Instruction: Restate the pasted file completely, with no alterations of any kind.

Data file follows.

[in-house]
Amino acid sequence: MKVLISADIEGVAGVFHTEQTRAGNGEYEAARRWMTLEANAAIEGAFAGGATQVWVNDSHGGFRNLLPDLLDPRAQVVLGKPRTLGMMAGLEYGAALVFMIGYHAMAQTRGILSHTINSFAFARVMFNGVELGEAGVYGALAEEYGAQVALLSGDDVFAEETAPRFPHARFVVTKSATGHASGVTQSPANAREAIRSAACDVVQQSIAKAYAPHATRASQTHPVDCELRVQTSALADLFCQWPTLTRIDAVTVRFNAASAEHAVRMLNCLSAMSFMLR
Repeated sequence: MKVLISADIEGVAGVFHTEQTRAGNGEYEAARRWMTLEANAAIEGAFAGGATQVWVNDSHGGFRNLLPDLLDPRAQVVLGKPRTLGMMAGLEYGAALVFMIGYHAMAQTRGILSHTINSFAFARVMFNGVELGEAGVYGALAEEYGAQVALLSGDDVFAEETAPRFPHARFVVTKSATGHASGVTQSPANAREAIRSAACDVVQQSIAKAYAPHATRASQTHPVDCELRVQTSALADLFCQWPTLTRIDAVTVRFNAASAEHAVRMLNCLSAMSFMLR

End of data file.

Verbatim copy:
[in-house]
Amino acid sequence: MKVLISADIEGVAGVFHTEQTRAGNGEYEAARRWMTLEANAAIEGAFAGGATQVWVNDSHGGFRNLLPDLLDPRAQVVLGKPRTLGMMAGLEYGAALVFMIGYHAMAQTRGILSHTINSFAFARVMFNGVELGEAGVYGALAEEYGAQVALLSGDDVFAEETAPRFPHARFVVTKSATGHASGVTQSPANAREAIRSAACDVVQQSIAKAYAPHATRASQTHPVDCELRVQTSALADLFCQWPTLTRIDAVTVRFNAASAEHAVRMLNCLSAMSFMLR
Repeated sequence: MKVLISADIEGVAGVFHTEQTRAGNGEYEAARRWMTLEANAAIEGAFAGGATQVWVNDSHGGFRNLLPDLLDPRAQVVLGKPRTLGMMAGLEYGAALVFMIGYHAMAQTRGILSHTINSFAFARVMFNGVELGEAGVYGALAEEYGAQVALLSGDDVFAEETAPRFPHARFVVTKSATGHASGVTQSPANAREAIRSAACDVVQQSIAKAYAPHATRASQTHPVDCELRVQTSALADLFCQWPTLTRIDAVTVRFNAASAEHAVRMLNCLSAMSFMLR